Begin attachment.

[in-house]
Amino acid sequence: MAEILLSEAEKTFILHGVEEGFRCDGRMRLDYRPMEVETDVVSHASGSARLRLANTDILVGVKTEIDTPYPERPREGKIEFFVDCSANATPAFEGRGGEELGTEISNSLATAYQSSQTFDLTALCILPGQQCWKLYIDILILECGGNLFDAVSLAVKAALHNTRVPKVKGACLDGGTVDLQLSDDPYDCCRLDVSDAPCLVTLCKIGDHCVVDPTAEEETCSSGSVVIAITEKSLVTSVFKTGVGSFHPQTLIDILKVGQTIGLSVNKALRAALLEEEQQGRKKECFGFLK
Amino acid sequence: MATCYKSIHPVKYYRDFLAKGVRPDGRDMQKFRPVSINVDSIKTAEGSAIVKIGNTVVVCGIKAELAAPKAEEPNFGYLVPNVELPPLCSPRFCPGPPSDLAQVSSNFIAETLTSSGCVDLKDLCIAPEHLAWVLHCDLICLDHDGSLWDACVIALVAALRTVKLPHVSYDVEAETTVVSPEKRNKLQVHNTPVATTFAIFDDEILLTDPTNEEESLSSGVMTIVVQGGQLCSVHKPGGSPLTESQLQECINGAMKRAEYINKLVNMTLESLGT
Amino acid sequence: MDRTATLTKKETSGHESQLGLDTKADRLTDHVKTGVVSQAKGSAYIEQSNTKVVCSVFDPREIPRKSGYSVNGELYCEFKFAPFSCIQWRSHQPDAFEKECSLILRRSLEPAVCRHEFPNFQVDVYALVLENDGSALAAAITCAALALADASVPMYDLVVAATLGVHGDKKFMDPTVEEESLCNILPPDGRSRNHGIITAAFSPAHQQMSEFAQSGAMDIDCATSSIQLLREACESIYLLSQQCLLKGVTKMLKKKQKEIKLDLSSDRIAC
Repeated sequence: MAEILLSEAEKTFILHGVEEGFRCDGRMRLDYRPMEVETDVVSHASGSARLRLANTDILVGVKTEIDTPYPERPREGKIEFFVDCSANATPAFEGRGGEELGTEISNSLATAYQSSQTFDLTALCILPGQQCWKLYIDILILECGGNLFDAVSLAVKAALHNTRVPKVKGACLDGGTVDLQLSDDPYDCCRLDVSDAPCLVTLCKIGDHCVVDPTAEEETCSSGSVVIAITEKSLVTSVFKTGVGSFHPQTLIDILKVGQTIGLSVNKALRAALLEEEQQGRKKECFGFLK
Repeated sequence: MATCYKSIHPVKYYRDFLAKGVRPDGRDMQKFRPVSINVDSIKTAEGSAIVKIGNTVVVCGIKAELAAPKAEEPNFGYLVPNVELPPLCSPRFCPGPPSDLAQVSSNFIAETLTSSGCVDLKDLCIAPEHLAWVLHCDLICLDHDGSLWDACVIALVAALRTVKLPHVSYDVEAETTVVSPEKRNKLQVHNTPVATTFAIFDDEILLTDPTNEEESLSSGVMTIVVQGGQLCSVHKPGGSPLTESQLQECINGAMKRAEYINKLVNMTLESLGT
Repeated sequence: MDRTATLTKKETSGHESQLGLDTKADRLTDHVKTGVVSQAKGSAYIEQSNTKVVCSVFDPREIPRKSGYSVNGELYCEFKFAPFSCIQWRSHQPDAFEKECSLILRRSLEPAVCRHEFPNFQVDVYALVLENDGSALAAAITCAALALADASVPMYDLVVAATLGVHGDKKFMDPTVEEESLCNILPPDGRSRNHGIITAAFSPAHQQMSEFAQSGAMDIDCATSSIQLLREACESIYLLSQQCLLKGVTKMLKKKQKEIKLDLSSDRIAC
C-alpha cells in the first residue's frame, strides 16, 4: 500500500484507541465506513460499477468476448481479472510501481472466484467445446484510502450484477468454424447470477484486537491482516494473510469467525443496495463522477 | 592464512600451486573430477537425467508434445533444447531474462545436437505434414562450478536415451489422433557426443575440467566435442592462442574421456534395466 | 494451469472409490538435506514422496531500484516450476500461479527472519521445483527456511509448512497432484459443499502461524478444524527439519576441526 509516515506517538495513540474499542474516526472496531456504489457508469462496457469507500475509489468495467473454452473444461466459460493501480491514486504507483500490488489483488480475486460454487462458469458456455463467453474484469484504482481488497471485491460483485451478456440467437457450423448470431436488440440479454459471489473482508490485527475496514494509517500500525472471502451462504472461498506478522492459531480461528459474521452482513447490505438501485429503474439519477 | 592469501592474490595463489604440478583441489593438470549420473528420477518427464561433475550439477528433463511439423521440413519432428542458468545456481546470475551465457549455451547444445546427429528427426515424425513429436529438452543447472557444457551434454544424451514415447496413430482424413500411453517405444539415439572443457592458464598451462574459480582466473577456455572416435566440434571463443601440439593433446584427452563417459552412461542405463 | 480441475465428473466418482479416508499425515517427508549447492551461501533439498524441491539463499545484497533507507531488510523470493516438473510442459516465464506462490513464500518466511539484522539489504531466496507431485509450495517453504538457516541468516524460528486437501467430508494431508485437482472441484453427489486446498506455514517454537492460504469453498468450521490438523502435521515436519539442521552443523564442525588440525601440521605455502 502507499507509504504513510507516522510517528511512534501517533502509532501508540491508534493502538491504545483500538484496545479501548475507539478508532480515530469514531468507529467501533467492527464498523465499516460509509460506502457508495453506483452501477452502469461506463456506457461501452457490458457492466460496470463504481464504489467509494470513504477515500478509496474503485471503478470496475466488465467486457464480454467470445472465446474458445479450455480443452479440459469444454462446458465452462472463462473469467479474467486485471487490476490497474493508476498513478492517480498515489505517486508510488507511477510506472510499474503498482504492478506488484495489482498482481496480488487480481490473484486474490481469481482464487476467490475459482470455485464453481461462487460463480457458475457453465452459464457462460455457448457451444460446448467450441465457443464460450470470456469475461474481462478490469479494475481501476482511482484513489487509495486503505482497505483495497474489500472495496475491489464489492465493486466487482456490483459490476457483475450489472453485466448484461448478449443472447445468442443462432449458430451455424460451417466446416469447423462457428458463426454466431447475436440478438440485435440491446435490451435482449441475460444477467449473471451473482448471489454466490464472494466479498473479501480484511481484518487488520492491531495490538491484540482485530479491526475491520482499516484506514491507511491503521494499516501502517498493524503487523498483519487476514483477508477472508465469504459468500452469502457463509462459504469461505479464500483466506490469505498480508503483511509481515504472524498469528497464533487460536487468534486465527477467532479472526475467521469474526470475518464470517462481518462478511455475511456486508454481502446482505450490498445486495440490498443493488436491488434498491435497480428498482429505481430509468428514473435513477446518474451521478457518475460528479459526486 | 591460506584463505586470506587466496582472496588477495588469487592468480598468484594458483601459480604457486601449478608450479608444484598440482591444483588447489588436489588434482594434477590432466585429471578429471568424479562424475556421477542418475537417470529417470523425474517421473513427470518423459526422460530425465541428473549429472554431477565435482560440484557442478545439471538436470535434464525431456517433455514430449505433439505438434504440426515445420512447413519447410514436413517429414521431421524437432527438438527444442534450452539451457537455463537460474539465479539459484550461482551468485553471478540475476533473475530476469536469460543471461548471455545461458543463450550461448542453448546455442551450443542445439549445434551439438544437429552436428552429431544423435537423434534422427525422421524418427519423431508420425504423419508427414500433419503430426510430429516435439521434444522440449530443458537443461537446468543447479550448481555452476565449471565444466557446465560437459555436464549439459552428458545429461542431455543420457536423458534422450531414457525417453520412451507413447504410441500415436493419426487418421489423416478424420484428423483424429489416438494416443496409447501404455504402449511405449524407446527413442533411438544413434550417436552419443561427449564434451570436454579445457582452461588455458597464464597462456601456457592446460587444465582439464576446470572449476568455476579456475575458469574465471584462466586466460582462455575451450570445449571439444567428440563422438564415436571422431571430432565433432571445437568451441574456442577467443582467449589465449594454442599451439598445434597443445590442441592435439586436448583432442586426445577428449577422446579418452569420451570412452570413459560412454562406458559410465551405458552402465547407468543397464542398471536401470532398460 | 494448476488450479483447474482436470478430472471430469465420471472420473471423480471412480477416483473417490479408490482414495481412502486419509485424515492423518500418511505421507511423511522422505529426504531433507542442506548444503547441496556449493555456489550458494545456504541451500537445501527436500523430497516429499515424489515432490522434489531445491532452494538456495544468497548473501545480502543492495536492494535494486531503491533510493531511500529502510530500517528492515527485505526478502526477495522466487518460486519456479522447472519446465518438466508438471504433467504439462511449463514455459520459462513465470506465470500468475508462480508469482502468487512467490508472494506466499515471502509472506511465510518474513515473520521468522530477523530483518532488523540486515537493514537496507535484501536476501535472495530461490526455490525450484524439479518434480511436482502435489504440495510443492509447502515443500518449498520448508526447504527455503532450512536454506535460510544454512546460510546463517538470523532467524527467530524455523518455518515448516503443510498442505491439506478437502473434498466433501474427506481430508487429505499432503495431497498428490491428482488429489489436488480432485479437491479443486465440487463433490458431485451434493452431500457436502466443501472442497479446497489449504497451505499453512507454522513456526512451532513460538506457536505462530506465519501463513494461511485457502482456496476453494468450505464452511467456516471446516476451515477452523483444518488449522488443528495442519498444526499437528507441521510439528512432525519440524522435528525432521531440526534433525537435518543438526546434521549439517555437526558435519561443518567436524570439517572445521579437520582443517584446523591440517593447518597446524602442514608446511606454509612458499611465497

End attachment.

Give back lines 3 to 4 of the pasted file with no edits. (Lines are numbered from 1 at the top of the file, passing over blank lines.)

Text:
Amino acid sequence: MATCYKSIHPVKYYRDFLAKGVRPDGRDMQKFRPVSINVDSIKTAEGSAIVKIGNTVVVCGIKAELAAPKAEEPNFGYLVPNVELPPLCSPRFCPGPPSDLAQVSSNFIAETLTSSGCVDLKDLCIAPEHLAWVLHCDLICLDHDGSLWDACVIALVAALRTVKLPHVSYDVEAETTVVSPEKRNKLQVHNTPVATTFAIFDDEILLTDPTNEEESLSSGVMTIVVQGGQLCSVHKPGGSPLTESQLQECINGAMKRAEYINKLVNMTLESLGT
Amino acid sequence: MDRTATLTKKETSGHESQLGLDTKADRLTDHVKTGVVSQAKGSAYIEQSNTKVVCSVFDPREIPRKSGYSVNGELYCEFKFAPFSCIQWRSHQPDAFEKECSLILRRSLEPAVCRHEFPNFQVDVYALVLENDGSALAAAITCAALALADASVPMYDLVVAATLGVHGDKKFMDPTVEEESLCNILPPDGRSRNHGIITAAFSPAHQQMSEFAQSGAMDIDCATSSIQLLREACESIYLLSQQCLLKGVTKMLKKKQKEIKLDLSSDRIAC